• Parent Questions About Cold, Flu, and When to Keep a Child Home



     What is the difference between a cold and the flu? top back
    The flu and the common cold are both respiratory illnesses, but they are caused by different viruses.   Because these two types of illnesses have similar flu-like symptoms, it can be difficult to tell the difference between them based on symptoms alone.  In general, the flu is worse than the common cold and symptoms such as fever, body aches, extreme tiredness, and dry cough are more common and intense.  Colds are usually milder than the flu.  People with colds are more likely to have a runny or stuffy nose.  Colds generally do no result in serious health problems, such as pneumonia, bacterial infections, or hospitalizations.  

     How can you tell the difference between a cold and the flu? top back
    Because colds and flu share many symptoms, it can be difficult (or even impossible) to tell the difference between them based on symptoms alone.  Special tests that usually must be done within the first few days of illness can be carried out, when needed to tell if a person has the flu.

     What is seasonal influenza (flu)? top back
    Seasonal influenza, commonly called "the flu" is caused by influenza viruses, which infect the respiratory track (i.e., the nose , throat, lungs).  Unlike many other viral respiratory infections, such as the common cold, the flu can cause severe illness and life-threatening complications in many people.  

     How does the flu spread? top back
    The main way that influenza viruses are thought to spread is from person to person in respiratory droplets of coughs and sneezes.  This can happen when droplets from a cough or sneeze of an infected person are propelled (generally up to 3 feet) through the air and deposited on the mouth or nose of people nearby.  The viruses also can spread when a person touches respiratory droplets on another person or an object and then touches their own mouth or nose (or someone else's mouth or nose) before washing their hands.

     How soon will my child get sick if he/she is exposed to the flu? top back
    The time from when a child is exposed to the flu virus to when symptoms begin is about one to four days, with an average of about two days.

     Can I protect my child or myself from getting a cold or the flu? top back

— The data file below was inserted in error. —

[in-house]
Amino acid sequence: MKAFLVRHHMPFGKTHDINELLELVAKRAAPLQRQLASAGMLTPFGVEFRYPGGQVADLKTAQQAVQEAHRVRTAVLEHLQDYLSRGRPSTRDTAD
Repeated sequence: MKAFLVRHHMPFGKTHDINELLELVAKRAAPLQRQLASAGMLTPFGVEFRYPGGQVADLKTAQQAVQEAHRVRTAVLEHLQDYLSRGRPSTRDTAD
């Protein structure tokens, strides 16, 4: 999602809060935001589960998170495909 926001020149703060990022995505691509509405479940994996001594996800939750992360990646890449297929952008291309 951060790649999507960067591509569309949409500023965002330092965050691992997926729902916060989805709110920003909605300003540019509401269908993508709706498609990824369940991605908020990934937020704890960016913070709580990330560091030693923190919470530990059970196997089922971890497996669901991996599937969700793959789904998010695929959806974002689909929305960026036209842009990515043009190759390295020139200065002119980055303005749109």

Perventative measures are the best way to protect your child, yourself, and family members:
    • Cover your nose and mouth with a tissue when you cough or sneeze.  Throw the tissue in the trash after you use it.
    • Wash your hands often with soap and water, especially after you cough or sneeze.  If soap and water are not available, an alcohol-based hand rub can be used.
    • Avoid touching your eyes, nose, and mouth.  Germs spead this way.
    • Try to avoid close contact with sick people.
    • If you are sick with flu-like symptoms, the CDC recommends that you stay home for at least 24 hours after your fever is gone  (the fever should be gone without the use of fever-reducing medicine).

     If my child has a cold, should I keep him/her at  home? top back
    Childhood colds often last 10 days to 2 weeks.  Children would miss too much school if cold symptoms kept them at home.  Unless your child has a fever above 100 degrees or feels too ill to learn your child should be in school.

     When do I keep my child home from school for flu-like symptoms? top back
    If your child exhibits any of the following flu-like symptoms, please keep your child home from school:
    • A temperature greater than 100 degrees (as taken by mouth)
    • Vomiting in the last 24 hours.
    • Body aches, extreme tiredness, and dry intense cough.
    • If your child is feeling too ill to pay attention in class
     Watch for emergency warning signs that need urgent attention.  top back
    The warning signs include:
    • Fast breathing or trouble breathing
    • Bluish or gray skin color
    • Not drinking enough fluids
    • Not urinating or no tears when crying
    • Severe or persistent vomiting
    • Not waking up or not interacting
    • Being so irritable that the chld does not want to be held
    • Pain or pressure in the chest or abdomen
    • Sudden dizziness
    • Confusion
    • Flu-like symptoms improve but then return with fever and worse cough
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